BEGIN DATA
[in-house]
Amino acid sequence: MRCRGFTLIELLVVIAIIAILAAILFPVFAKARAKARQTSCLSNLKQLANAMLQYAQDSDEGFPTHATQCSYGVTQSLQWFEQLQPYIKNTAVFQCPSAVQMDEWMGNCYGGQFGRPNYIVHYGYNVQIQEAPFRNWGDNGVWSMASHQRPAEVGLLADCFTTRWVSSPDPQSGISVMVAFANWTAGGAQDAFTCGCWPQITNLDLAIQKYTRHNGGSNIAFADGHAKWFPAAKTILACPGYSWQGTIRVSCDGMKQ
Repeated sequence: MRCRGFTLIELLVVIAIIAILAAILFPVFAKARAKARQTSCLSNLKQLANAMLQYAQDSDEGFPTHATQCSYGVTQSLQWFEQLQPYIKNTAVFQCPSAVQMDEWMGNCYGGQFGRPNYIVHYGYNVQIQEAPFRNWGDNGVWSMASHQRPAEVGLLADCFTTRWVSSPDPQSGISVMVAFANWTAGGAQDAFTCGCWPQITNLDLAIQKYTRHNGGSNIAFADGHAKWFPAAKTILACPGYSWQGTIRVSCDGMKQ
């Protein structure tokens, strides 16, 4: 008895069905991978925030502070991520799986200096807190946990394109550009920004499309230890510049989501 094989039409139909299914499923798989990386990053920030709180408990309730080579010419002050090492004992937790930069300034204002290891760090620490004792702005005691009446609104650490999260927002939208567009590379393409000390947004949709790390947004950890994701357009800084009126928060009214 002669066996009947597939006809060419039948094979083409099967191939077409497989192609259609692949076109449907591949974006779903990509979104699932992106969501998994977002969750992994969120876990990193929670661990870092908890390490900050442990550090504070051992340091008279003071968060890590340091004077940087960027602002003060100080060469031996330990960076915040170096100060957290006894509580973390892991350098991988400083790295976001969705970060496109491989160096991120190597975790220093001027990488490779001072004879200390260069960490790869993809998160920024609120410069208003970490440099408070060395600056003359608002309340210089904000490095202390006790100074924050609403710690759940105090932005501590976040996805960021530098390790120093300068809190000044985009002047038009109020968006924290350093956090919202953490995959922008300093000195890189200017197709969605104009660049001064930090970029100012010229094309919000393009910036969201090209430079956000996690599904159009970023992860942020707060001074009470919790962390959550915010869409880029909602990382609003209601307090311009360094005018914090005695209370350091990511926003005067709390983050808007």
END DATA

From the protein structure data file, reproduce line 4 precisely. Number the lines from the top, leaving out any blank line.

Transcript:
């Protein structure tokens, strides 16, 4: 008895069905991978925030502070991520799986200096807190946990394109550009920004499309230890510049989501 094989039409139909299914499923798989990386990053920030709180408990309730080579010419002050090492004992937790930069300034204002290891760090620490004792702005005691009446609104650490999260927002939208567009590379393409000390947004949709790390947004950890994701357009800084009126928060009214 002669066996009947597939006809060419039948094979083409099967191939077409497989192609259609692949076109449907591949974006779903990509979104699932992106969501998994977002969750992994969120876990990193929670661990870092908890390490900050442990550090504070051992340091008279003071968060890590340091004077940087960027602002003060100080060469031996330990960076915040170096100060957290006894509580973390892991350098991988400083790295976001969705970060496109491989160096991120190597975790220093001027990488490779001072004879200390260069960490790869993809998160920024609120410069208003970490440099408070060395600056003359608002309340210089904000490095202390006790100074924050609403710690759940105090932005501590976040996805960021530098390790120093300068809190000044985009002047038009109020968006924290350093956090919202953490995959922008300093000195890189200017197709969605104009660049001064930090970029100012010229094309919000393009910036969201090209430079956000996690599904159009970023992860942020707060001074009470919790962390959550915010869409880029909602990382609003209601307090311009360094005018914090005695209370350091990511926003005067709390983050808007």